Chelsea 1-0 Manchester United: Tactical Review

Match Analysis Manchester United

Lineups:

Chelsea (3-5-1-1): Courtois; Azpilicueta, Christensen, Cahill; Zappacosta, Fabregas, Kante, Bakayoko, Alonso; Hazard; Morata

Manchester United (3-4-1-2): De Gea; Bailly, Smalling, Jones; Valencia, Herrera, Matic, Young; Mkhitaryan; Lukaku, Rashford

The biggest surprise of the evening was that David Luiz was dropped from the squad entirely by Antonio Conte, amid rumours of dressing-room unrest. Andreas Christensen started instead, and N’Golo Kante made his long-awaited return from injury.

United lined up with the same team and system that beat Tottenham at Old Trafford the previous weekend.

Major tactical themes:

United lose the midfield battle

Chelsea lined up with three central midfielders, as opposed to United’s two. With Hazard given license to roam and Mkhitaryan not doing enough defensively, Chelsea dominated the midfield zone. Kante would drop deep to shield the zone in front of his centre-backs, often shuttling to the sides as well to cover for his wingbacks when United countered. This allowed Bakayoko to get forward, and he did so a number of times. The Frenchman should have scored in the first half, when a half cleared cross fell to him, unmarked, on the edge of the area. Nevertheless, his bursts from midfield were not tracked by the United midfield, and he caused them problems throughout the game. Additionally, Cesc Fabregas was given too much time on the ball, and he ran the game, picking out Morata and Hazard on a number of occasions with passes from deep. Hazard drifted centrally as well, which meant that United were often outnumbered 4-to-2, as Mkhitaryan would rarely come back to help his midfield. The Armenian had yet another poor game, contributing nothing offensively, and negligent in his defensive duties. Herrera would push up to try and close down the man in possession, but Chelsea’s numerical superiority in that zone meant that it was easy for them to keep the ball.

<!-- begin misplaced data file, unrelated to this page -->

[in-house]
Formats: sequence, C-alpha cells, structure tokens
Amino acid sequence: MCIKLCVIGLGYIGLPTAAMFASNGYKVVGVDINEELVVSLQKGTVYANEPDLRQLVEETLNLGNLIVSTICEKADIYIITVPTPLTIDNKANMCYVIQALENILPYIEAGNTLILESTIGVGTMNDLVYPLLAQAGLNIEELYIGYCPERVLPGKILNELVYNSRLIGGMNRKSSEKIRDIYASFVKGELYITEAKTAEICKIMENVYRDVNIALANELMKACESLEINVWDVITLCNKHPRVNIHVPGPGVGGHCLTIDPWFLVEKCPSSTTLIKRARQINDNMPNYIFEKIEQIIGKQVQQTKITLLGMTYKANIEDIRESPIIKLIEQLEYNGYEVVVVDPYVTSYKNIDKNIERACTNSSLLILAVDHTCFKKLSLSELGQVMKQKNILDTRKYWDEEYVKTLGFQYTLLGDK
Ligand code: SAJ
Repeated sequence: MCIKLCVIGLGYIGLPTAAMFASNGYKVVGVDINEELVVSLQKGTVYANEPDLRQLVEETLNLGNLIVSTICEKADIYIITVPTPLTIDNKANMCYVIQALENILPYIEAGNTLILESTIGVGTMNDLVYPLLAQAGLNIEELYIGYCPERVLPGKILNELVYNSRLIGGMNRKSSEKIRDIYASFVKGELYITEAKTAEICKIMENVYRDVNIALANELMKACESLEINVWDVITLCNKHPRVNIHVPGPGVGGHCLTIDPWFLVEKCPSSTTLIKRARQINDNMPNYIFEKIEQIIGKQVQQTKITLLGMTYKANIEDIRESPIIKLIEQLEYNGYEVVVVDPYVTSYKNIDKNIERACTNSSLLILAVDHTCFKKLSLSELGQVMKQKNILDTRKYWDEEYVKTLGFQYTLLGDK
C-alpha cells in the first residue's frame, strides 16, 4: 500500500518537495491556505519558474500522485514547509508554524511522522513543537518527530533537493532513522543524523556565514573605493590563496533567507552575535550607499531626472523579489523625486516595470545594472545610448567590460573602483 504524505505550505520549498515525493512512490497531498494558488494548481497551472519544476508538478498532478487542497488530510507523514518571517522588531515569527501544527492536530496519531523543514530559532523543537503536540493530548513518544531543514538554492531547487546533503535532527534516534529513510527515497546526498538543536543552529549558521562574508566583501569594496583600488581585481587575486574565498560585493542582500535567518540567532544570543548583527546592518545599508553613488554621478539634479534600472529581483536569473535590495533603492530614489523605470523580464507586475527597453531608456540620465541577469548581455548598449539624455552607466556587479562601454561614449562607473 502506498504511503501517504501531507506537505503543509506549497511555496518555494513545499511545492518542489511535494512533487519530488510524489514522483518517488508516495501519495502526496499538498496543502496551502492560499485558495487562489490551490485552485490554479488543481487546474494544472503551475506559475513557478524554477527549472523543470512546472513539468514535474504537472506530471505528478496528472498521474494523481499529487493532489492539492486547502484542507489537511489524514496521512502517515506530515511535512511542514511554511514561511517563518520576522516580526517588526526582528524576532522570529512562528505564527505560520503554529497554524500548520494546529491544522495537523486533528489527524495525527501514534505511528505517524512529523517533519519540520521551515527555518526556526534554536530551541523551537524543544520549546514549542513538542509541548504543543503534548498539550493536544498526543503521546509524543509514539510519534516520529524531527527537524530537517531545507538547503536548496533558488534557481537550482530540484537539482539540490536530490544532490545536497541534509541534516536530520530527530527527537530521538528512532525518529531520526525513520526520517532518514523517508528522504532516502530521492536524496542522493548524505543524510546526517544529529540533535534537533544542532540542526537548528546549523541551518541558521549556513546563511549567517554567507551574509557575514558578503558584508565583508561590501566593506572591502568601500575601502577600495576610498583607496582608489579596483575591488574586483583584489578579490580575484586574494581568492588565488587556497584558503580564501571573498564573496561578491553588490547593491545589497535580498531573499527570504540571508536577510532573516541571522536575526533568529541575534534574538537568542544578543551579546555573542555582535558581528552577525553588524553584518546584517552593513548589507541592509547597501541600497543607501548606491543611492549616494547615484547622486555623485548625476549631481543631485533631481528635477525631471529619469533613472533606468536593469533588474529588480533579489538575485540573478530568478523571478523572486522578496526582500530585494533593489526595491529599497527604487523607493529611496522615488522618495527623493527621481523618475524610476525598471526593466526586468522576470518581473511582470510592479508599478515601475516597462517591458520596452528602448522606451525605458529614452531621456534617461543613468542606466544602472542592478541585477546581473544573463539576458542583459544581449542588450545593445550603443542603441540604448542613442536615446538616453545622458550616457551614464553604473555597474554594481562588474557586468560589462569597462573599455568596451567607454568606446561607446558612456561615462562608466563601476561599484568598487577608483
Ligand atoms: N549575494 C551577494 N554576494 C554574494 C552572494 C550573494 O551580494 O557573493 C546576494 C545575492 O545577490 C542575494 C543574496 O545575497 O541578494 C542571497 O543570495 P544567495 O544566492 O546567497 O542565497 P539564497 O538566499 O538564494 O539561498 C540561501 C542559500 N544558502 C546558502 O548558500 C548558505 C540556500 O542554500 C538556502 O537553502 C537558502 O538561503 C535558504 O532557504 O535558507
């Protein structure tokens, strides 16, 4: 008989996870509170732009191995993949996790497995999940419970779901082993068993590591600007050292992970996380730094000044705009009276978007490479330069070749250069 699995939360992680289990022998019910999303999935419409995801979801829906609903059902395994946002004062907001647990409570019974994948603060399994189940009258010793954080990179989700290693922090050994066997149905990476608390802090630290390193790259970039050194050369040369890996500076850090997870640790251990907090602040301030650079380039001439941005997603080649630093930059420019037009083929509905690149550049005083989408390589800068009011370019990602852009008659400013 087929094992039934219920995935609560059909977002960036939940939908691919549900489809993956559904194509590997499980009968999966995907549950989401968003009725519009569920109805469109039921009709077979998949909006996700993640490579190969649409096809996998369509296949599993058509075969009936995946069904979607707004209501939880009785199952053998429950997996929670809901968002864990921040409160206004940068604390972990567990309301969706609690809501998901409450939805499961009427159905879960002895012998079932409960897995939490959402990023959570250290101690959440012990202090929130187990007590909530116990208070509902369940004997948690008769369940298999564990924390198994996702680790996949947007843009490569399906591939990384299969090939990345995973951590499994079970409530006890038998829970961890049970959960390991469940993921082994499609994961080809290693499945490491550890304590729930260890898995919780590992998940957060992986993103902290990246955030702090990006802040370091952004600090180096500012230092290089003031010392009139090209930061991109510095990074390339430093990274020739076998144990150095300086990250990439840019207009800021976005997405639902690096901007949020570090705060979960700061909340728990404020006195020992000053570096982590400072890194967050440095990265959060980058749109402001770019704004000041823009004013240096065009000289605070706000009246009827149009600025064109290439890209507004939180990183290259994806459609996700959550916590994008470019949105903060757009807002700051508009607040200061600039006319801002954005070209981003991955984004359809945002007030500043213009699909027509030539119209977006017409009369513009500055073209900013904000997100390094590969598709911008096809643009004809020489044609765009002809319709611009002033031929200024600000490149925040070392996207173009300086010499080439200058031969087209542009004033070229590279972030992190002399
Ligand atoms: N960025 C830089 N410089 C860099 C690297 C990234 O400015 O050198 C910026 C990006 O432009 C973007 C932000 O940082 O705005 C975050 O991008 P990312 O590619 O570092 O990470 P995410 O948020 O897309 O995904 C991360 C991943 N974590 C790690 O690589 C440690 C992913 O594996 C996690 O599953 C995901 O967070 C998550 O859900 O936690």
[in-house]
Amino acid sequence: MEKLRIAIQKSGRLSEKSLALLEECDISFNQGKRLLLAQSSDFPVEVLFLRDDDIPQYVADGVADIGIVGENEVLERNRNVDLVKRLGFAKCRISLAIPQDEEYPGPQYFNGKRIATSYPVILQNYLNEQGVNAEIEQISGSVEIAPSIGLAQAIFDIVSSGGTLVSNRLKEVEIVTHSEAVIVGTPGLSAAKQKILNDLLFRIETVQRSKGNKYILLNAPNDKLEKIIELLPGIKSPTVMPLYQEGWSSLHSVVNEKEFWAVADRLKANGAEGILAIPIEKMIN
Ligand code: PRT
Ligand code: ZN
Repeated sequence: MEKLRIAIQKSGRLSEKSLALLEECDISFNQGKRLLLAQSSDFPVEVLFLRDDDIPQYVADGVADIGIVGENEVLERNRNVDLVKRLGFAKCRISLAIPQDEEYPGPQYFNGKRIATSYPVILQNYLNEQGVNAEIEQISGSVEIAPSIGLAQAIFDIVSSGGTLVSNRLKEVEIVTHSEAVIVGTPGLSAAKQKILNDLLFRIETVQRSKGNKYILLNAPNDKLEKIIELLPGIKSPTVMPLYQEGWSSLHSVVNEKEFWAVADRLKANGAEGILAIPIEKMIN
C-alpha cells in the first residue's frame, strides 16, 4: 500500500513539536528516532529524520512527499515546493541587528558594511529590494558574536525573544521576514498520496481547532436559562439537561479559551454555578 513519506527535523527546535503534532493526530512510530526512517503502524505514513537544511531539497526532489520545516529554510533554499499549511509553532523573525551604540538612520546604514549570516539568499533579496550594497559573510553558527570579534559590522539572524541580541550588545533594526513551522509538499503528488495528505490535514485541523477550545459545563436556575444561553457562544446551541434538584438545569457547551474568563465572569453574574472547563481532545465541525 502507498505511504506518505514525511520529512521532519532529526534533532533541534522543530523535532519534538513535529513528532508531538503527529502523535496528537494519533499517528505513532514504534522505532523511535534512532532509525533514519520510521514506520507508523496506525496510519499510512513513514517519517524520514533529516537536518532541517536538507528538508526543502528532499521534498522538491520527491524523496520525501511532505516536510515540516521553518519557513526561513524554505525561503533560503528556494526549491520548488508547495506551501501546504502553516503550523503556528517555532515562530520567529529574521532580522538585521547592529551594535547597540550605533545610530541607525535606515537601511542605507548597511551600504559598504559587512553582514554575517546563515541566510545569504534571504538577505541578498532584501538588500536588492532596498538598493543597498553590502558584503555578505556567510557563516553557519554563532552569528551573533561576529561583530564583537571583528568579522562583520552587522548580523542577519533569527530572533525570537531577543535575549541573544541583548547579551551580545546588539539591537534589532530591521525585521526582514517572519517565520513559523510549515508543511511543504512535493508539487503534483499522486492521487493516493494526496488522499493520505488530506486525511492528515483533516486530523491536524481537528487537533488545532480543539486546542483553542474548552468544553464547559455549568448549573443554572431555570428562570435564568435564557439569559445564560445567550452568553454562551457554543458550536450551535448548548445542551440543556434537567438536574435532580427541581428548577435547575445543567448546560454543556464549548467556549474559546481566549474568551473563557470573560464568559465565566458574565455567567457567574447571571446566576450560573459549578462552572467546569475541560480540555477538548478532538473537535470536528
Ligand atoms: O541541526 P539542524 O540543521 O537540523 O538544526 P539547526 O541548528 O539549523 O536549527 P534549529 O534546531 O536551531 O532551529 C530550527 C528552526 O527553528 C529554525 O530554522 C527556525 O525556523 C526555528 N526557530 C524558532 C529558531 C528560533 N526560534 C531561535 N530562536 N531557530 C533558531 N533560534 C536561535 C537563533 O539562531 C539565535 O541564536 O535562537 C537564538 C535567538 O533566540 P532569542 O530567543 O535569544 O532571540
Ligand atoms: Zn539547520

Fabregas dropped deep throughout the game, and had a lot of space to play passes out wide

Herrera tries to press Fabregas, who has acres of space. Bakayoko is not even in the frame; he’s already made a run forward to join the attack

The buildup to the goal: Fabregas again has room deep in midfield to play the ball to Azpi. Bakayoko’s forward run draws Jones in, leaving oceans of space for Morata to run into

Lukaku isolated, Morata superb

One of the predominant subplots to this game was the battle between the two number nines: Morata and Lukaku, who could have presumably lined up on opposite sides if the transfer window had gone differently. Both came into the game with lengthy barren streaks in front of goal, but it was Morata who came off better with a stunning header to win the game for Chelsea. Morata ran the channels extremely well all night, dragging United’s centre-backs wide to create room for Hazard. He held the ball up reasonably well, and his link up play with the Chelsea midfield was also quite good. Lukaku, on the other hand, was completely isolated; the fact that he did not have a single touch in the Chelsea box tells its own story. He did roll his man and shoot straight at Courtois early in the first half, but that was as good as it got for the Belgian. He did not hold the ball up well at all, and the Chelsea centre-backs were fairly comfortable against him and Marcus Rashford. Rashford needed to peel off into the channels a lot more, but both United strikers stayed fairly central, playing into the hands of the three Chelsea centre-backs. As an aside, Morata’s goal was created by a cross from deep by Azpilicueta, who now has five assists in the league; all of them for Morata.

Jones is now trying to cover Morata, because the United midfield haven’t shifted across enough. Smalling gets attracted to Bakayoko, which leaves Morata unmarked to head home

Mourinho brought Fellaini on from the bench, and United had a couple of opportunities late in the match. However, this game was lost in midfield, and Mourinho needs to rethink his strategy for games like these, especially with City now eight points ahead.